the control switching the I/O connection as an output to make the switching element conductive to enable pull back.
2. A device according to claim 1, wherein
the pull back potential source is the first one of the power supply conductors.
3. A device for use in a data bus system, wherein the bus system comprises a host station, a bus cable and the device coupled to the host station via the bus cable, the bus cable comprising a data transfer conductor and power supply conductors for enabling the device to obtain operating power from the bus system via the bus cable, and the bus system comprises a pull circuit for pulling a potential of the data transfer conductor away from a potential of a first one of the power supply conductors, the bus system being arranged to detect whether or not the potential of the data transfer conductor is pulled back to the potential of the first one of the power supply conductors via the bus cable so as to determine whether the device is connected to the bus cable, the device comprising:
a connector for coupling the device to the bus cable,
a control circuit coupled to the connector, and
a pull back circuit for pulling back the potential of the data transfer conductor to the potential of the first one of the power supply conductors;
wherein
the control circuit is arranged:
to detect whether a power supply is connected to the power supply conductors;
to start waiting in a slave mode for command received via the data transfer conductor or
to start operating in a stand-alone mode,
dependent on whether or not connection of the power supply has been detected respectively;
to detect repeatedly whether power is supplied via the power supply conductors when the device operates in the slave mode or the stand-alone mode; and
to switch from the slave mode to the stand-alone mode and/or vice versa by enabling and/or disabling the pull back circuit when absence or presence of power supply is detected respectively, and
the pull back circuit comprises
a first resistive element and
a switching element, connected in series between the data transfer conductor and a pull back potential source,
a delay element for holding a voltage across the switching element for a limited time interval after the switching element is signaled to switch from conductive to non-conductive,
the device comprising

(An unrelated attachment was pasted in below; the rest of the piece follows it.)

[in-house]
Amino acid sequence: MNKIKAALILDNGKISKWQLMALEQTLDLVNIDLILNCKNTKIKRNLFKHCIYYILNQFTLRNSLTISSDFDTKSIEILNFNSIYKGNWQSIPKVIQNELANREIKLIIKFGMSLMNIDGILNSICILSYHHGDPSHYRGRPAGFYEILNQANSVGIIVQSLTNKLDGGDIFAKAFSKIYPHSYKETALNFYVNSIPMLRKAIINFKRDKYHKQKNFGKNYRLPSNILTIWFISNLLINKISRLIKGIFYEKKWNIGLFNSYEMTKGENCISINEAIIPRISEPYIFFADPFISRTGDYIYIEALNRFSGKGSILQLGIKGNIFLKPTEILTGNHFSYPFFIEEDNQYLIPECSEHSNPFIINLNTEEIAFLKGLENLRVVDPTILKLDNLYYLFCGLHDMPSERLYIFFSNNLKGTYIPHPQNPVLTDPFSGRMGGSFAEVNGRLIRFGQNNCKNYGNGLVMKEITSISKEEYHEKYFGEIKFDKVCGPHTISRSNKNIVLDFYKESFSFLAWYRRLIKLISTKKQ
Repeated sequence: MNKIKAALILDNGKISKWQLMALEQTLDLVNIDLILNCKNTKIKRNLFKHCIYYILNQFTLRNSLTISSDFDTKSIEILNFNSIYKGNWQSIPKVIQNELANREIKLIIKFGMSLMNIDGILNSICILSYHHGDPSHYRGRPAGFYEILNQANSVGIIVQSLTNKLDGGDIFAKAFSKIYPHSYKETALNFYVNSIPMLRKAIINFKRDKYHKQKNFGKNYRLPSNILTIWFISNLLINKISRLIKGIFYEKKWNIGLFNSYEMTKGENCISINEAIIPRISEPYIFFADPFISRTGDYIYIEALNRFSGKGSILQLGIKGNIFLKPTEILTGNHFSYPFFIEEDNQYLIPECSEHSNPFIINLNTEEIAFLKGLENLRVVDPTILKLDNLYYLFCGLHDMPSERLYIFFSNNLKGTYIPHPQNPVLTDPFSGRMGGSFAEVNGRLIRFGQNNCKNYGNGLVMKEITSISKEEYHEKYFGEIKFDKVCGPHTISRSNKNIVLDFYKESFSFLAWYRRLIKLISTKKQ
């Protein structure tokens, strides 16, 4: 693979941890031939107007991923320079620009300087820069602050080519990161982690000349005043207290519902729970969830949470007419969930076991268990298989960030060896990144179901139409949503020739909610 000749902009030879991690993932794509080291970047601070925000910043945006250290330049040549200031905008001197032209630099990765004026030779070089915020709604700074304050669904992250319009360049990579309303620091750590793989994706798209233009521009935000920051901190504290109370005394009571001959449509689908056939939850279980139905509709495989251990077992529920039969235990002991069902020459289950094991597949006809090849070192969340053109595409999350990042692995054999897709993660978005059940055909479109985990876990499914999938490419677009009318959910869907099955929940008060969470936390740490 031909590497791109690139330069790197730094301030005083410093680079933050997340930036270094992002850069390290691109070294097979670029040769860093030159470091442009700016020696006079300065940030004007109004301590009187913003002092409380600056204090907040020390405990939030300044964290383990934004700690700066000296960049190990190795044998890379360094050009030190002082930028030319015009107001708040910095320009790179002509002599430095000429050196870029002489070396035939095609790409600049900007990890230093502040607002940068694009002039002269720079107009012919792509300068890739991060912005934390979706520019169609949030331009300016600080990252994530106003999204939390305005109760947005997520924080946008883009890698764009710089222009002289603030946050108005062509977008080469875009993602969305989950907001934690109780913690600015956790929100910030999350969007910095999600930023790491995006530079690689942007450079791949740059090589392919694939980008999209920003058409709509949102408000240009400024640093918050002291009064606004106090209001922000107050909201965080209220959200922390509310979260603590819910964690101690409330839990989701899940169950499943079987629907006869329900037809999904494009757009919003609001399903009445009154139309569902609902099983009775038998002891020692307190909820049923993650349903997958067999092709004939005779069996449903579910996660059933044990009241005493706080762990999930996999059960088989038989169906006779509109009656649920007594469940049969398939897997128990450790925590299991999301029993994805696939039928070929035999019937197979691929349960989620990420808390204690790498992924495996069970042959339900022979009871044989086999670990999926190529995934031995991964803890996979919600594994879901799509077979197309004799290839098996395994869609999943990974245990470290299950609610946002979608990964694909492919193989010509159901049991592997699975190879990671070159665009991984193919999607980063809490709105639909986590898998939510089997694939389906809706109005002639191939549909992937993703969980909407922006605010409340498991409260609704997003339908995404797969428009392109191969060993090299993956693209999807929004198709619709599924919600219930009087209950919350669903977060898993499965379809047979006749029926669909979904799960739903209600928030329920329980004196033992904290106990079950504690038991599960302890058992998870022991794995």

a node coupled to a control electrode of the switching element,
a second and third resistive element coupled between the node and the first one and a second one of the power supply conductors respectively;
so that
the switching element is non-conductive when power is supplied via the power supply conductors and
a potential of the node is affected only via the second and third resistive element,
the control circuit having an I/O connection coupled to the node,
the control circuit switching the I/O connection as an input to detect whether power is supplied via the power supply conductors and
the control switching the I/O connection as an output to make the switching element conductive when the device waits in the slave mode.
Description

The invention relates to device for use in data bus system such as a USB bus system.

The USB system is known from PCT patent application WO99/08422 (assigned to the same applicant as the present application; applicant's ref. No. PHN 16496). A USB bus system comprises a host station connected to a device via a USB cable. The connection may be indirect, via hub station connected to the USB cable, or direct, with the host station itself connected to the USB cable.

The USB cable contains a first and a second power supply conductor and a first and a second data transfer conductors. The power supply conductors serve to supply power from the host station to the device (or from any intermediary station if the device is connected indirectly). USB devices such as a mouse or a keyboard power their operation with the power received from the USB cable. Other devices may have their own power supply and don't use the power from the USB cable.